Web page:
Colombia and Brazil had the highest prevalence and incidence of systemic lupus erythematosus (SLE), a new investigation found.
A new analysis of low- and middle-income countries suggests that cases of systemic lupus erythematosus (SLE) are on the rise, although rates of the disease vary significantly from country to country and there is a need for more reliable data with regard to the prevalence of the disease in certain countries.
The authors said previous research has shown that SLE affects different groups of people in a variety of ways.
“Specifically, in Europe and North America, people of African descent, American Indians, and Alaska Natives have higher predilection and worse outcomes from SLE than Caucasians within the same context,” they wrote.
Some of those differences could be explained by environmental or genetic factors, they noted. However, the variance might also be influenced by issues such as patient education level, availability of medical care and insurance, and income level. Those factors are among the reasons people in low- and middle-income countries (LMICs) tend to have lower survival rates from SLE compared with people in high-income countries, they said. Still, the authors said it was difficult to draw firm conclusions about the effect of national wealth on SLE outcomes, since there had not yet been a systematic review of the prevalence and incidence of SLE in LMICs.
The investigators decided to undertake such a review, and their findings were published in Rheumatology International.They consulted several medical databases searching for English-language studies that examined SLE rates in LMICs and found 23 studies that met their eligibility requirements. The studies covered countries in Asia, Africa, North America, South America, and Europe.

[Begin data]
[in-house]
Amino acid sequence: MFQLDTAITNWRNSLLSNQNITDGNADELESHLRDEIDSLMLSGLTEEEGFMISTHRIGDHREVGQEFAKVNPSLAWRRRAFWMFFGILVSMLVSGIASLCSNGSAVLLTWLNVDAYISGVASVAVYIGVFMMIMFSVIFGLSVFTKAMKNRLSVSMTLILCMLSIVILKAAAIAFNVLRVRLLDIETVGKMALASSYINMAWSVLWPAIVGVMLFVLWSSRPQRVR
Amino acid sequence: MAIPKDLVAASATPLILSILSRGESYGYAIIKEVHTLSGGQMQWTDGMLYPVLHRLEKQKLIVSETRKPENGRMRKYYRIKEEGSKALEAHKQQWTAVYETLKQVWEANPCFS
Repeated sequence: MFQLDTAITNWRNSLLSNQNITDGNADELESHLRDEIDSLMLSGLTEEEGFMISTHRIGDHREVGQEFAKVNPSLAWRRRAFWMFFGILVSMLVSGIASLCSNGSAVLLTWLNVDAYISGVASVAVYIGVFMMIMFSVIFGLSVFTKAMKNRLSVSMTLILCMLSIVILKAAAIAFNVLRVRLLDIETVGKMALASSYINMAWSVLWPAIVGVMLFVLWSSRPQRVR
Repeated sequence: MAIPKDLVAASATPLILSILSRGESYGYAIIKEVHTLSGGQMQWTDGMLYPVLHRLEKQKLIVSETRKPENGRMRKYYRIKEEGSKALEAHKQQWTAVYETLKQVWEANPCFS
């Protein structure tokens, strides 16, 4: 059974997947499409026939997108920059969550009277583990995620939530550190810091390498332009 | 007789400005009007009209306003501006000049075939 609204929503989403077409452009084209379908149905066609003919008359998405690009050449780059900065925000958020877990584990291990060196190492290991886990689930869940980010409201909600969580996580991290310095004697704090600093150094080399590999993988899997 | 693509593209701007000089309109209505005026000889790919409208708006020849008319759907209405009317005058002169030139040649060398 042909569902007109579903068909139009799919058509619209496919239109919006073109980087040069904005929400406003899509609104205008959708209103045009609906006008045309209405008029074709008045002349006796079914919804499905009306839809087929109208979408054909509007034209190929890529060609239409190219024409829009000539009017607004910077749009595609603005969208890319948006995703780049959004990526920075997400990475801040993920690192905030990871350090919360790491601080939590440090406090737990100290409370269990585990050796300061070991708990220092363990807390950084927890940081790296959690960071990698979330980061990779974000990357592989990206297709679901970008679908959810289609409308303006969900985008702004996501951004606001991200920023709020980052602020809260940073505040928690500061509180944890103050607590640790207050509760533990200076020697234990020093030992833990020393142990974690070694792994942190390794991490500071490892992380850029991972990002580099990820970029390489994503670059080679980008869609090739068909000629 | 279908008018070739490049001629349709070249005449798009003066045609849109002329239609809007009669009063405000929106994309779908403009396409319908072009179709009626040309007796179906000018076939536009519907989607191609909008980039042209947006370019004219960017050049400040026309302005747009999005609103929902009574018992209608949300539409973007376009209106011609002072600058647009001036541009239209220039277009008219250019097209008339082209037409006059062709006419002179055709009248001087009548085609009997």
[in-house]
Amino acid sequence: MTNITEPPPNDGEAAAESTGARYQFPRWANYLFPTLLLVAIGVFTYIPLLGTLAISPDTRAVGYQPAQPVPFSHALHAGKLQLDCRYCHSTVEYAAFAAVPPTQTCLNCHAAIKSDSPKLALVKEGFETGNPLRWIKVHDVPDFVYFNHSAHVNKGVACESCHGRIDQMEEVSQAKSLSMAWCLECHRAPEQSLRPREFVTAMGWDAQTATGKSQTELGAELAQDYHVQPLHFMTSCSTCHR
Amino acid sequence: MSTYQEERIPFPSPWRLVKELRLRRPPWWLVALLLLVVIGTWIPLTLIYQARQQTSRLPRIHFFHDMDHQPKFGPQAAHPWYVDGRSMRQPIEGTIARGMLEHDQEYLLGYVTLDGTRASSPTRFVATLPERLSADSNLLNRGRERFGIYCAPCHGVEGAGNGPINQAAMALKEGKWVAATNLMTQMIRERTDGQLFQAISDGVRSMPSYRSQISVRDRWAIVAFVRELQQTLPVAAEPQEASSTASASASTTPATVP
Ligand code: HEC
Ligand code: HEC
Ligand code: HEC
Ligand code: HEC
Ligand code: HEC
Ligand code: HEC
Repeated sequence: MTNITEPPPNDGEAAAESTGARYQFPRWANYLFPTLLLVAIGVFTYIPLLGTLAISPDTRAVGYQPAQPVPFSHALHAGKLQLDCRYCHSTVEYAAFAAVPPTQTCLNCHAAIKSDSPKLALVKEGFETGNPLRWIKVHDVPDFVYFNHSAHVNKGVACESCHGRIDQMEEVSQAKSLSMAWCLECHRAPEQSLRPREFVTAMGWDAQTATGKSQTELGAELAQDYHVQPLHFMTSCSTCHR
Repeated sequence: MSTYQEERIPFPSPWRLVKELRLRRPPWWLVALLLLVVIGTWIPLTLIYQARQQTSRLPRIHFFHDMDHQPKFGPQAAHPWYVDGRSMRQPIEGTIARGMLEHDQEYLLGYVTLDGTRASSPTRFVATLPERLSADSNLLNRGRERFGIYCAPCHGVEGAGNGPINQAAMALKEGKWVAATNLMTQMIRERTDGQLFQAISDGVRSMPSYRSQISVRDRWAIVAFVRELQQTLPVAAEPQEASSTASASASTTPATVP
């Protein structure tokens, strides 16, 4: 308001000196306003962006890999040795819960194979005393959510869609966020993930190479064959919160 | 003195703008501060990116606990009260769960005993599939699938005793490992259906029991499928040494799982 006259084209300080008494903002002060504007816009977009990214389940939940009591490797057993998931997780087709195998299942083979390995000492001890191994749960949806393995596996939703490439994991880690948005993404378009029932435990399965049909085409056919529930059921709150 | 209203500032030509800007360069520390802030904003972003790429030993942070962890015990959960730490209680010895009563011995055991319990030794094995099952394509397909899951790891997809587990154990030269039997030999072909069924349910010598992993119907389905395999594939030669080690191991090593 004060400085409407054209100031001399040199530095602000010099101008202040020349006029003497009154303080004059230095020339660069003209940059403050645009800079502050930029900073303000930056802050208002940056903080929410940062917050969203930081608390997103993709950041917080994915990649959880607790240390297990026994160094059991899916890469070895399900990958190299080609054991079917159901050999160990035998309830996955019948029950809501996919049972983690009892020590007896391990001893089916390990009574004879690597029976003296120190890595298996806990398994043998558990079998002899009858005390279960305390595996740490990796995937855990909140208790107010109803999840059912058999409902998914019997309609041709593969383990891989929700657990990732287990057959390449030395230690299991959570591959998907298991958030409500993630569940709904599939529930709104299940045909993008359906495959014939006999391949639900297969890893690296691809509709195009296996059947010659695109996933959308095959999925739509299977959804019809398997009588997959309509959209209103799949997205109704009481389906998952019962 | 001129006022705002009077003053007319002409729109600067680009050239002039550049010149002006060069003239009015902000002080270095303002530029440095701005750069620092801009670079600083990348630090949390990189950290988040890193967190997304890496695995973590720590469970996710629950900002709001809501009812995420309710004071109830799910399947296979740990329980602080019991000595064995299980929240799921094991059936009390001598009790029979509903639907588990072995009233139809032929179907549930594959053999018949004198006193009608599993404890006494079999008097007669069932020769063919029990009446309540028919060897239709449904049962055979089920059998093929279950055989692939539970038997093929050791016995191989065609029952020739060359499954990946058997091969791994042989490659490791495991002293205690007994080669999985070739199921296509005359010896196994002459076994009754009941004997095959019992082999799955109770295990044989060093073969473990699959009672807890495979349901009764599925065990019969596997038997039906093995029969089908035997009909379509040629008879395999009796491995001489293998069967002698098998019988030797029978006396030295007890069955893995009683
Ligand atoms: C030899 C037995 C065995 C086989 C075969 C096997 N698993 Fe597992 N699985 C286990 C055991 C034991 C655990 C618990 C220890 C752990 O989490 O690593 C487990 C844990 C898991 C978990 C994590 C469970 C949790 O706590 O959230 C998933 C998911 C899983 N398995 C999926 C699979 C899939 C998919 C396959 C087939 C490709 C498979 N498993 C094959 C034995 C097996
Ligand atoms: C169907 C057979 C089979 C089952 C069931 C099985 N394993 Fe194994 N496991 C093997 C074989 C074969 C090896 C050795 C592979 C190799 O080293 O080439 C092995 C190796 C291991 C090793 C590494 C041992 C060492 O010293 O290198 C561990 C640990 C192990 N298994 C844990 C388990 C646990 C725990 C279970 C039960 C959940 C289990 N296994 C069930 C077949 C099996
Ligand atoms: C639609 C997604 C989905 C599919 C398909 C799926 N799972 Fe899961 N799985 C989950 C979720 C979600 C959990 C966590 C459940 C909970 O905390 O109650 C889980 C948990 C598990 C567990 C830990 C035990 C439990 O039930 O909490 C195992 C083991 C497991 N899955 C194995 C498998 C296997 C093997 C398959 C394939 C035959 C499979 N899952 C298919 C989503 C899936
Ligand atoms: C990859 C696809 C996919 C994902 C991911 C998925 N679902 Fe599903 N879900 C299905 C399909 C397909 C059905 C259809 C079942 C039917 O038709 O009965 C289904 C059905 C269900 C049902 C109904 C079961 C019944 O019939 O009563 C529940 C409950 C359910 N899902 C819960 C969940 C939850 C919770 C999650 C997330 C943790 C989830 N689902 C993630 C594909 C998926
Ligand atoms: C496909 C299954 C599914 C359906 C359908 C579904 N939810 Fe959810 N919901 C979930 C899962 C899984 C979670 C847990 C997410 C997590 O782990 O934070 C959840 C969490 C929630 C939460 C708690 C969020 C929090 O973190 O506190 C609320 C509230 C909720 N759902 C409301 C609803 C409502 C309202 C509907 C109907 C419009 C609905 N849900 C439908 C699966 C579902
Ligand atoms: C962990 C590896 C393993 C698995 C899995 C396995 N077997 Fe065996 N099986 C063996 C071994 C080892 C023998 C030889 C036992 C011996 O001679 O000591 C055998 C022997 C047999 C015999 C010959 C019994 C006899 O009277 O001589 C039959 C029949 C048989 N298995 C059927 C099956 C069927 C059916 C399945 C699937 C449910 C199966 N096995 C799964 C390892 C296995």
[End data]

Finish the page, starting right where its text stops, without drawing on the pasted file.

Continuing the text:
Their analysis yielded a wide range of results. SLE prevalence ranged from 3.2 cases to 159 cases per 100,000 people, and the incidence ranged from 0.3 to 8.7 cases per 100,000 persons. Of the countries studied, Colombia had the highest prevalence, and Brazil had the highest incidence of SLE. Ukraine had the lowest prevalence and incidence of any country included in the study.
Using World Health Organization regions, the authors found the pooled prevalences of the American region, Western Pacific regions, and African region were 300, 36, and 60 cases per 100,000 people, respectively.
They said existing evidence comparing rates of SLE in LMICs to those of wealthier countries like the United States vary in their conclusions. One potential problem, they said, is that countries have different data collection procedures and varying numbers of skilled health care providers. Yet, what is clear is that SLE is common in LMICs, they said. As in other studies, these data also suggest that SLE is more common in women than in men, although the exact ratios differ from country to country, the authors noted.
The authors said their study was subject to significant limitations, including variances in methodology between the studies and the authors’ decision to exclude studies that were not published in English. They added there is a lack of existing studies in certain regions of the world.
“[T]he lack of epidemiological studies of SLE in Africa requires attention from researchers, and clinical and policy makers to understand its burden with the hope of improving the health outcomes of people with SLE in LMICs,” the authors said.
They closed by noting that the incidence of SLE appears to be increasing with time and that a better understanding of where the disease is most prevalent and which people are most at risk could help public health officials better prepare and allocate resources to find and treat people with the disease.
Fatoye F, Gebrye T, Mbada C. Global and regional prevalence and incidence of systemic lupus erythematosus in low-and-middle income countries: a systematic review and meta-analysis. Rheumatol Int. 2022;42(12):2097-2107. doi:10.1007/s00296-022-05183-4